Hey Gen Y, Big Companies Want to Make You Small

January 18th, 2012 | Posted in by

There are 31,000 employees at Google. If you got hired there today, you would represent .00003% of the company. Go to Microsoft and you would be 1/92,000th of the organization. Too big for you? How about Facebook? You could be 1 one of their 3,000 employees.

Or you could join a Canadian start-up and make a name for yourself while the chefs make dinner for your cohorts at Google. Don’t be seduced by the stories you hear. When it comes to your future, bigger is not necessarily better. Besides, wouldn’t you rather play for Canada?

You got a degree. Now, get an education.

Remember your favorite prof in university, the guy who taught your more than all the others? Start-ups offer a similar experience. Seasoned founders are usually magnets for talent – they attract the best hearts and minds. Learning from top-ranked leaders and their teams make you better, fast. There’s a very good chance that you learn more than you ever did in school.

Competition that feels right.

In a large corporation your competition is your co-worker. You need to outperform (out-politic?) your peers in order to get a promotion or a raise. For some people, internal competition is wrong. On the other hand, join a start-up and your competition is in another city or country – not the next cubicle. This makes everyone more productive – and it just feels right.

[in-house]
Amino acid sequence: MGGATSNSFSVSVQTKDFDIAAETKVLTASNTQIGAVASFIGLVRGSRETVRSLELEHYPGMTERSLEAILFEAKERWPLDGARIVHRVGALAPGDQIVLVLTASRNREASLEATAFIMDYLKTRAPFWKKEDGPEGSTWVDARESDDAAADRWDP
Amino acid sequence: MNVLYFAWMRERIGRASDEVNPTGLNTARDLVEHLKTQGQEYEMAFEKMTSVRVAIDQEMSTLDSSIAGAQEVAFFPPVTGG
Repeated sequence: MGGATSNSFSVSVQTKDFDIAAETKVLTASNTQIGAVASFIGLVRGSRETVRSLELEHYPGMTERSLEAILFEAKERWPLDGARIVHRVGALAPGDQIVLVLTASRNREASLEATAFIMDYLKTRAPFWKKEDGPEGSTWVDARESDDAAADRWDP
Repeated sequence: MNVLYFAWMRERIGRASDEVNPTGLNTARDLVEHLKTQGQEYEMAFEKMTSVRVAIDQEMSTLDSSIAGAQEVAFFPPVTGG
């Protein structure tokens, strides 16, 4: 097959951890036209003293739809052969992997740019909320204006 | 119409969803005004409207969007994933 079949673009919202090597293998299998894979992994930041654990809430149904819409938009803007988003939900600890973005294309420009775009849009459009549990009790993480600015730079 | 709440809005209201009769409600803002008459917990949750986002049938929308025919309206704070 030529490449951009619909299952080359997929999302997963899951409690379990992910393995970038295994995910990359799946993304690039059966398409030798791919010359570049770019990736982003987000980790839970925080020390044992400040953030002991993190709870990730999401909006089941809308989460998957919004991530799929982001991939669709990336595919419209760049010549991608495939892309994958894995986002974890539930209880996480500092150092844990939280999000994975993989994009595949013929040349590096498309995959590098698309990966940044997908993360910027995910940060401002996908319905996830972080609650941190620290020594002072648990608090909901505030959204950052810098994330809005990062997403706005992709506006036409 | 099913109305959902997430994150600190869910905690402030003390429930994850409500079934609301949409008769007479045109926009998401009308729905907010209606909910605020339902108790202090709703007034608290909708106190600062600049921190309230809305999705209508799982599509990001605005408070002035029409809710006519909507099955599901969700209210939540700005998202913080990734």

Bigger is not better.

Regardless of what friends and family might tell you, don’t be swayed by a company’s revenue, real estate or global operations. It’s not likely that you will ever own those assets, so don’t mortgage your future to work there. Do put a value on the intangible assets you acquire from an employer. The best job for you is not necessarily the one that pays the most. Choose the experience, not the brand.

What’s the key difference between a start-up and multi-national?

Start-ups are born to disrupt the status quo – they thrive on learning and adapting. Big companies dominate their market – they want to do things faster and cheaper. So, while the little guys thrive on creative problem-solving, the big companies want execution and repetition. You might think of it as the difference between creating art and mass-producing it.

Which one is best for you? Give our Canadian startups a chance –
Start here: A Canadian Startup Twitter List